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Shall shed eclipse, and every high-born youth
Shall seek the blessing of Cornelia's hand!—
Why turn averse-Cast in the fairest mould
Of Nature's graceful forms, thou mayst command,
E'en with the youthful, foremost note and choice!
But where's thy rich attire; thy ornaments?—
Reject those widowy weeds; display thy gems
Which wont t'outblaze the sun; thy jewels bind
On thy white arms, which Symmetry confess'd
Has mark'd her own: amid thy auburn hair,
Let the rich ruby with the diamond's light
Contend for lustre; whilst thy brilliant eyes,
Than both more bright, shall pour enchantment round.
Corn. Flattery, the joy and food of our light sex,
Ne'er pleas'd my sober ear: the grace of form
To Nature's hand we owe; and to presume on that,
Is the weak folly which has sunk our sex
To hold a second place, where the good gods
Ne'er meant distinction: for they, bounteous, form'd
Our minds alike capacious, active, strong,

As those of boasting man; open like them
To every energy from science drawn.

Fulv. I'll not dispute the point, though schoolmen might;
But come, thy robes and ornaments call forth,
Such as adorn'd thee when thou shon'st a wife:
For rumour says that thy connubial vows
Again shall rise!-To make thee Egypt's Queen,
(Says Fame) great Ptolemy thy hand entreats!

Corn. And vainly must be sue: Sempronius' wife,
And Scipio's daughter, knows no second choice!
The marital pure joys of union'd hearts
Can rise but once; with me, those joys have left
A train of duties to fulfil, which bar

The interruption of a second lord !—
Thou ask'st me, where my ornaments, my gems?
I have them stor'd, in vast profusion pil'd;
And they shall meet thine eye: luxurious grown
And wanton to excess in my display,

They are my morning's gaze, my noontide joy,
And evening's constant solace: gem by gem
I count them o'er; I polish and new-sort
The sparkling dear delights; then make them show



In novel forms and fancies: thou shalt see
In what fautastic devious shapes and shades
I strive to give them lustre.-There they range!

(The Drop scene rises, and discovers SIX CHILDREN— Sempronia is embroidering a Scarf-Caius studying. a Scroll Tiberius examining the Globe-The other younger Chilaren variously occupied.) Aud yet thou seest but part, but little part, Of my stor❜d ornaments and richest pride!

· Fulv. Thou wondrous woman! let thy noble mind
Excuse my flippant comment. Thy renown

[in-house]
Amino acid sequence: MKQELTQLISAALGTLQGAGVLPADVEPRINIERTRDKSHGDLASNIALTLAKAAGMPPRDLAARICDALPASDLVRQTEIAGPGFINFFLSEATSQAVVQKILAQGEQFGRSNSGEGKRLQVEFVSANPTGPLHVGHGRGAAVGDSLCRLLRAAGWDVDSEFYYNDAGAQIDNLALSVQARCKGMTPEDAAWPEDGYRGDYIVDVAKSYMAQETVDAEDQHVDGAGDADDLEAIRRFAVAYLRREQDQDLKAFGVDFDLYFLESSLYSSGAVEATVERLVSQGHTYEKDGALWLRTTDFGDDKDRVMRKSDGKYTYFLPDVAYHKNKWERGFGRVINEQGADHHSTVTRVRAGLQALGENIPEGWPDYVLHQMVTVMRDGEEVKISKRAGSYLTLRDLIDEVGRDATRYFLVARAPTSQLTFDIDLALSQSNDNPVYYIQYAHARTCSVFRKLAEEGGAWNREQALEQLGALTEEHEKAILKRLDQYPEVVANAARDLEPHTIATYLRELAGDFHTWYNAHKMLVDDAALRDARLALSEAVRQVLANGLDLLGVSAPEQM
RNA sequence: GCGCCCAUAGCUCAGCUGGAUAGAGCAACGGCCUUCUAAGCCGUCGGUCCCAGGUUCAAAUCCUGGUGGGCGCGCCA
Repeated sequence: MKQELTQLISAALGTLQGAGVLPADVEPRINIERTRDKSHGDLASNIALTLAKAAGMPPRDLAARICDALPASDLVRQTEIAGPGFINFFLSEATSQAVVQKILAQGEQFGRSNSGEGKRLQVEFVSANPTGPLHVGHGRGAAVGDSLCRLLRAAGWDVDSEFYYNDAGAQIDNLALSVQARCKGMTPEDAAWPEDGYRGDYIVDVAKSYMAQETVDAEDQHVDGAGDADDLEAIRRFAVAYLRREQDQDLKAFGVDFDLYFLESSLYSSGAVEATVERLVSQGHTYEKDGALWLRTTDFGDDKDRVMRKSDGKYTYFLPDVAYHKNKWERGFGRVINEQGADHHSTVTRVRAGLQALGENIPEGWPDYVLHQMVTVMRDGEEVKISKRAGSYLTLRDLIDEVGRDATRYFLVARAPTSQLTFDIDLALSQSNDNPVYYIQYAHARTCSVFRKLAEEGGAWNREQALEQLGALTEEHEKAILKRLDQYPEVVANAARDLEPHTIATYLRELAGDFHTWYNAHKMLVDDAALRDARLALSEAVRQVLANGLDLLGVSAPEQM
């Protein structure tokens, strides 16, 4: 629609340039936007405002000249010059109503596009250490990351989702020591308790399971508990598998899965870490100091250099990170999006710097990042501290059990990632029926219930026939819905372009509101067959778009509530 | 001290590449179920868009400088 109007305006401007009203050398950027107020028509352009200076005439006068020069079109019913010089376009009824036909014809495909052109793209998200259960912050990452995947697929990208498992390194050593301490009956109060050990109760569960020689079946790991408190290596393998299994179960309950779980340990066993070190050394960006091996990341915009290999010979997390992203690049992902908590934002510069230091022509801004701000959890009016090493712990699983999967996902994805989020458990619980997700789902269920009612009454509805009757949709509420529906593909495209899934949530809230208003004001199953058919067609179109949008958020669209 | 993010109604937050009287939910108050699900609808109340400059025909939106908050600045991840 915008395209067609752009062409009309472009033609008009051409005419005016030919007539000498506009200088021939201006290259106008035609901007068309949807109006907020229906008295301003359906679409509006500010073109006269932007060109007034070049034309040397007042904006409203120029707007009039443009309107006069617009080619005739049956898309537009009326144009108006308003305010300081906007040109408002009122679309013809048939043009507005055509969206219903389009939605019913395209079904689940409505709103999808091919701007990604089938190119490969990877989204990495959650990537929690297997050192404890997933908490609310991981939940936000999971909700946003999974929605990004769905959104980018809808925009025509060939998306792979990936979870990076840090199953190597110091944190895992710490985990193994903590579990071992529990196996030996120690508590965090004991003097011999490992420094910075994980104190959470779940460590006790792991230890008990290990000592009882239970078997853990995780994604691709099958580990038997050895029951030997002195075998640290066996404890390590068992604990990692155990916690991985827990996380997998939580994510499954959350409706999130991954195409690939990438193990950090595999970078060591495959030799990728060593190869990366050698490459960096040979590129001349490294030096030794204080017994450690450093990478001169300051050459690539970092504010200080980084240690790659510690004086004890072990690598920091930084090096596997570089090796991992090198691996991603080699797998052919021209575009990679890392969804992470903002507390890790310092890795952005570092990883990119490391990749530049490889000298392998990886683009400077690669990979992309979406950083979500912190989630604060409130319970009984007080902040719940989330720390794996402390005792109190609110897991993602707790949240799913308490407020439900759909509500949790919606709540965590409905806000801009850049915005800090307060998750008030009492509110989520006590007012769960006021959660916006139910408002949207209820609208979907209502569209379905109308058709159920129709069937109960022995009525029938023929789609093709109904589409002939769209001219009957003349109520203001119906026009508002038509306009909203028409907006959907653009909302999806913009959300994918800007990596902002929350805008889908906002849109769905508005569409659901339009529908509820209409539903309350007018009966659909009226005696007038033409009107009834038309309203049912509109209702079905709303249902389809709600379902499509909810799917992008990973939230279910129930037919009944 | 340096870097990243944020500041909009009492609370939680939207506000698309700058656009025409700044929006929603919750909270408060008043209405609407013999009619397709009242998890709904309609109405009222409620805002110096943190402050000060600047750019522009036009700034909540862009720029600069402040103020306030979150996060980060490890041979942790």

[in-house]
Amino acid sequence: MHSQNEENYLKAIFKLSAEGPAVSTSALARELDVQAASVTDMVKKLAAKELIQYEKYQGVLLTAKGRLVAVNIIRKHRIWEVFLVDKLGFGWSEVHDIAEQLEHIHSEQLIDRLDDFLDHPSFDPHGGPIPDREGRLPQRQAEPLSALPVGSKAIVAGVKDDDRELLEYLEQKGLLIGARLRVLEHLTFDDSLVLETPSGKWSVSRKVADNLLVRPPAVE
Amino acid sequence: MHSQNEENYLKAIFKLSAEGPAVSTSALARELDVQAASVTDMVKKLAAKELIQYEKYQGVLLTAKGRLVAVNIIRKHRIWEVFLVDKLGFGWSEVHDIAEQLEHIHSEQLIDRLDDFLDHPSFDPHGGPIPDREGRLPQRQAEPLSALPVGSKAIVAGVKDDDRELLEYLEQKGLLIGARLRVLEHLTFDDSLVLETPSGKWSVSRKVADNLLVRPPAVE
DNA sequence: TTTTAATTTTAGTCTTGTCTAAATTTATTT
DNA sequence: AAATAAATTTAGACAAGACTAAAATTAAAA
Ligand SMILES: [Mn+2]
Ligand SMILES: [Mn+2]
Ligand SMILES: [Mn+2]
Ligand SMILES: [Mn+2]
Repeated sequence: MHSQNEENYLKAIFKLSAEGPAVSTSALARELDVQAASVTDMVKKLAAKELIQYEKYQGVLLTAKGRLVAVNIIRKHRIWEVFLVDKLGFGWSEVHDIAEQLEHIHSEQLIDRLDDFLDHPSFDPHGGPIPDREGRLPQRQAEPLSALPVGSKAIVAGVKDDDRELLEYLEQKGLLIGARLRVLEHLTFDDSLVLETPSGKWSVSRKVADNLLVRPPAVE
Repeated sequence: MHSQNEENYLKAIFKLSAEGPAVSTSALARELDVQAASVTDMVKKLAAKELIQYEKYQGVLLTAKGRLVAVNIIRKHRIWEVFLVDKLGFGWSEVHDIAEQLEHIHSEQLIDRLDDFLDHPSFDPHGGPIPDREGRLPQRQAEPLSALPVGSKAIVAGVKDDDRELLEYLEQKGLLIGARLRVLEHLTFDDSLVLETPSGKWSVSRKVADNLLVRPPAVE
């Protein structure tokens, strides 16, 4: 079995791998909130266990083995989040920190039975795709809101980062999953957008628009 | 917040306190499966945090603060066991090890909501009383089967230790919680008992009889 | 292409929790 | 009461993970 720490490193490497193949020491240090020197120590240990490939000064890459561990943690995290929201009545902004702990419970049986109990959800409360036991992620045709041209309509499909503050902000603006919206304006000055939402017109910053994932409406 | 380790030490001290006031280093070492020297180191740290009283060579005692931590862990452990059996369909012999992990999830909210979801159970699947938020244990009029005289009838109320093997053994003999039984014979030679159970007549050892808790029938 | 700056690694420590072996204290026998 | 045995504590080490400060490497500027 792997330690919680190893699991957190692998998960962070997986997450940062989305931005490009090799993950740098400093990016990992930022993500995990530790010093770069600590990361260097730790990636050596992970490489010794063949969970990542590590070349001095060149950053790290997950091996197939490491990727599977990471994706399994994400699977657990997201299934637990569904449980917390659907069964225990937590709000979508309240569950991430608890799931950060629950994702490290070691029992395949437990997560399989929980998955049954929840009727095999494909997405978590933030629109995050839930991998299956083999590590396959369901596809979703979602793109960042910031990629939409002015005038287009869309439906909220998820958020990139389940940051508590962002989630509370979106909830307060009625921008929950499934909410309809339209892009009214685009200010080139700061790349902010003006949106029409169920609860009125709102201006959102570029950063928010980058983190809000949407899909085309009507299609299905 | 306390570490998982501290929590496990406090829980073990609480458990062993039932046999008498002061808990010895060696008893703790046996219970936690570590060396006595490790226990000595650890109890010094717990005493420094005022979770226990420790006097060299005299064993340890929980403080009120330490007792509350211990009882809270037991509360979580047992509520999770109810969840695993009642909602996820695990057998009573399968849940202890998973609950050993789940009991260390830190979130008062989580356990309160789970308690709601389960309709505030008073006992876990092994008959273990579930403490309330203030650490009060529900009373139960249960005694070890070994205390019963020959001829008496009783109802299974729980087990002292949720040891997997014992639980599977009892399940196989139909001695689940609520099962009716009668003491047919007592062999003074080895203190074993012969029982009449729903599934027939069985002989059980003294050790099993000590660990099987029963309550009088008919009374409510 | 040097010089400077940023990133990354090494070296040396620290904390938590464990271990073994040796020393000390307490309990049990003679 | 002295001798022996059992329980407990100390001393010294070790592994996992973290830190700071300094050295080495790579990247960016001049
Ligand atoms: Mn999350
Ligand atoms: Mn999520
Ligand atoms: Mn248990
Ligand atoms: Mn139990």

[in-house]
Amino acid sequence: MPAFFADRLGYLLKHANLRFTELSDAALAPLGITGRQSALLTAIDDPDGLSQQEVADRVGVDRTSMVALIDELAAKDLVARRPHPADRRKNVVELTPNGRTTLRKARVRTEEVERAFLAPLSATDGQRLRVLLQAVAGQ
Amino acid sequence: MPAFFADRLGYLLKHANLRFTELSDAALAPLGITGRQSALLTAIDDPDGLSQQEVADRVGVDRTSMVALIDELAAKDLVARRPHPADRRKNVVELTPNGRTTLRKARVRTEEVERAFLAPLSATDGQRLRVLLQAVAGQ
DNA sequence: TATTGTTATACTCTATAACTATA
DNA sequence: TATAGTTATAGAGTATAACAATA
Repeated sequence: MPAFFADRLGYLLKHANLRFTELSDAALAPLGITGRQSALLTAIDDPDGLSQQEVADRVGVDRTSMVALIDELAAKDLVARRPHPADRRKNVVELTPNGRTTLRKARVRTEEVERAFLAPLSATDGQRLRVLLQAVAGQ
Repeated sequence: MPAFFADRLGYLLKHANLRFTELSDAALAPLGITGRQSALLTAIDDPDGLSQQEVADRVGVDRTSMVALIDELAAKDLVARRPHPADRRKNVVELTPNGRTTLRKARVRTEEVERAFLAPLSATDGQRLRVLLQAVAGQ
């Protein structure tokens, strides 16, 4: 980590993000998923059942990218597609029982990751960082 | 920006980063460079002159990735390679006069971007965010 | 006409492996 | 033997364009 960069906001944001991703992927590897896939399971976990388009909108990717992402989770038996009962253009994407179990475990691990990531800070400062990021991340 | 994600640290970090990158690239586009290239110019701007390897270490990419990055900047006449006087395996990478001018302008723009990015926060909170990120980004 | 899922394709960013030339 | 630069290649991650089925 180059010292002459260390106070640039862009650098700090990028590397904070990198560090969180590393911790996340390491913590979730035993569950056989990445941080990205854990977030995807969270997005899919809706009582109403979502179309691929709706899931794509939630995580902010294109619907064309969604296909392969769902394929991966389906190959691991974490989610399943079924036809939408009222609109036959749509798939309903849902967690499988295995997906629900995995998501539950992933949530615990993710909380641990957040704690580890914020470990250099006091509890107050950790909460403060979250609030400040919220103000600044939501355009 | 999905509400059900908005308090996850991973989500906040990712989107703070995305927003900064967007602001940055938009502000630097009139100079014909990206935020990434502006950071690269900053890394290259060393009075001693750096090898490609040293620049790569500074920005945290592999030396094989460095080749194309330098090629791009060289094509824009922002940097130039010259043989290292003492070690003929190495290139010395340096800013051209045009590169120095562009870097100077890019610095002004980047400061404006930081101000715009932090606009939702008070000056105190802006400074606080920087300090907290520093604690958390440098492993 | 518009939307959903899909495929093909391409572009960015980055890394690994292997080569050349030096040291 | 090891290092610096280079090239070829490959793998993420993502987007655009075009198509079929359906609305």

Shall through the lapse of ages yet unborn
Command the voice of praise; while female fame,
Inventive of new titles for desert,
Shall stop at thine, The Mother of the Gracchi!

Corn. T is all I ask; and should these stripling boys,
In riper age, but rise their country's friends,
In field and council, my desire 's fulfill'd!-
For this, e'en in these tender infant years,
I point them out the way. The poet's page
I oft unfold, and thence as oft select
Some bold essays of rhetoric; one, Caius, now
Thus plausively accoutred, shall recite.
Caius, observe due accent, gesture, pause;
But chiefly treasure in thy youthful mind
The solemn subject, thy dear country's weal!
Her sacred rights; her never-broken faith;
Her hate of tyrants, and her love of truth!-
The poet paints a land encompass'd round
With fell Invasion's terrors, in the guise
Of subtle friendship; deep-mask'd enmity,
Assuming fair the name of mild reform!-
This, the brave leader of the threaten'd land
Lays bare to his bold troops, before he leads
Their well train'd bands to meet th' advancing foe:
The host arrang'd in brighten'd arms, and hearts
Disdaining fear, attend their general's voice;
Which calls them now to victory or death.


Caius. "This hour, O Grecians, countrymen, and friends!
Your wives, your children, your paternal seats,
Your fathers, country, liberty, and laws,
Have sent you hither; from your infant age



Laborious, active, virtuous, brave, and free!
To match your valour with ignoble foes;
In war unskili'd, to discipline untrain'd:
To whom defeat is neither grief nor shame;
Who ask no fruit from victory but spoil!
These are the flow'r of Asia's host: the rest
Who fill their boasted numbers are a crowd
Forc'd from their dwellings to the bloody field!
From whom till now, with jealous eye, their lord
Has still withheld the instruments of war-
A servile people; taught with patient soul
To bear the rapine, cruelty, and spurns
Of Xerxes' military banos, and pine
In servitude, the slaves of his designs!
But here each eye

Flames with impatient ardour; and your breasts
Too long their swelling spirit have confin'd!—